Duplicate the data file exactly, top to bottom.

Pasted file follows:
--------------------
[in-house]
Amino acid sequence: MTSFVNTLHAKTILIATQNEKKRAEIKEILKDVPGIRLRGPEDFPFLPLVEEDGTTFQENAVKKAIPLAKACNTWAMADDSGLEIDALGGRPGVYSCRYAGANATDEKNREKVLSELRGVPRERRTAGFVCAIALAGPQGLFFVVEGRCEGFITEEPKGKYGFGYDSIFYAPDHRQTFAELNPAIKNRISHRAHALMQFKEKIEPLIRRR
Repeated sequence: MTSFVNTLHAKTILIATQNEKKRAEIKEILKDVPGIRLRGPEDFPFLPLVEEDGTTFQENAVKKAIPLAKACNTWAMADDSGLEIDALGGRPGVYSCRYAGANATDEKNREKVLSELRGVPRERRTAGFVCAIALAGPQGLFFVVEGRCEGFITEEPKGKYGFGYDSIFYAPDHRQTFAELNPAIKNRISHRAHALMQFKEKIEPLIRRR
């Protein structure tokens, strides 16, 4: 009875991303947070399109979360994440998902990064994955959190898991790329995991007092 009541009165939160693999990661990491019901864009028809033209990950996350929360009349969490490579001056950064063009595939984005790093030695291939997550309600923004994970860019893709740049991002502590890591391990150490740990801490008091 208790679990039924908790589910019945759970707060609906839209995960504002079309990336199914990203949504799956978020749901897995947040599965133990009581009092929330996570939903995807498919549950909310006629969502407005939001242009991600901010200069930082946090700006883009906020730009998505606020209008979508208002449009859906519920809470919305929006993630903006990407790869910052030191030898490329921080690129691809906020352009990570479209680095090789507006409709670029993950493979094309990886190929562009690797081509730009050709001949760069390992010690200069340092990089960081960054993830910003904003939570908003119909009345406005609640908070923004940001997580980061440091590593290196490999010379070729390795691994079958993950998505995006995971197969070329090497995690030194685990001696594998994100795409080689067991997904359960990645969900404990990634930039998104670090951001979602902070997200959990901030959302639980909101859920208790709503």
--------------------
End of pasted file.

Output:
[in-house]
Amino acid sequence: MTSFVNTLHAKTILIATQNEKKRAEIKEILKDVPGIRLRGPEDFPFLPLVEEDGTTFQENAVKKAIPLAKACNTWAMADDSGLEIDALGGRPGVYSCRYAGANATDEKNREKVLSELRGVPRERRTAGFVCAIALAGPQGLFFVVEGRCEGFITEEPKGKYGFGYDSIFYAPDHRQTFAELNPAIKNRISHRAHALMQFKEKIEPLIRRR
Repeated sequence: MTSFVNTLHAKTILIATQNEKKRAEIKEILKDVPGIRLRGPEDFPFLPLVEEDGTTFQENAVKKAIPLAKACNTWAMADDSGLEIDALGGRPGVYSCRYAGANATDEKNREKVLSELRGVPRERRTAGFVCAIALAGPQGLFFVVEGRCEGFITEEPKGKYGFGYDSIFYAPDHRQTFAELNPAIKNRISHRAHALMQFKEKIEPLIRRR
């Protein structure tokens, strides 16, 4: 009875991303947070399109979360994440998902990064994955959190898991790329995991007092 009541009165939160693999990661990491019901864009028809033209990950996350929360009349969490490579001056950064063009595939984005790093030695291939997550309600923004994970860019893709740049991002502590890591391990150490740990801490008091 208790679990039924908790589910019945759970707060609906839209995960504002079309990336199914990203949504799956978020749901897995947040599965133990009581009092929330996570939903995807498919549950909310006629969502407005939001242009991600901010200069930082946090700006883009906020730009998505606020209008979508208002449009859906519920809470919305929006993630903006990407790869910052030191030898490329921080690129691809906020352009990570479209680095090789507006409709670029993950493979094309990886190929562009690797081509730009050709001949760069390992010690200069340092990089960081960054993830910003904003939570908003119909009345406005609640908070923004940001997580980061440091590593290196490999010379070729390795691994079958993950998505995006995971197969070329090497995690030194685990001696594998994100795409080689067991997904359960990645969900404990990634930039998104670090951001979602902070997200959990901030959302639980909101859920208790709503």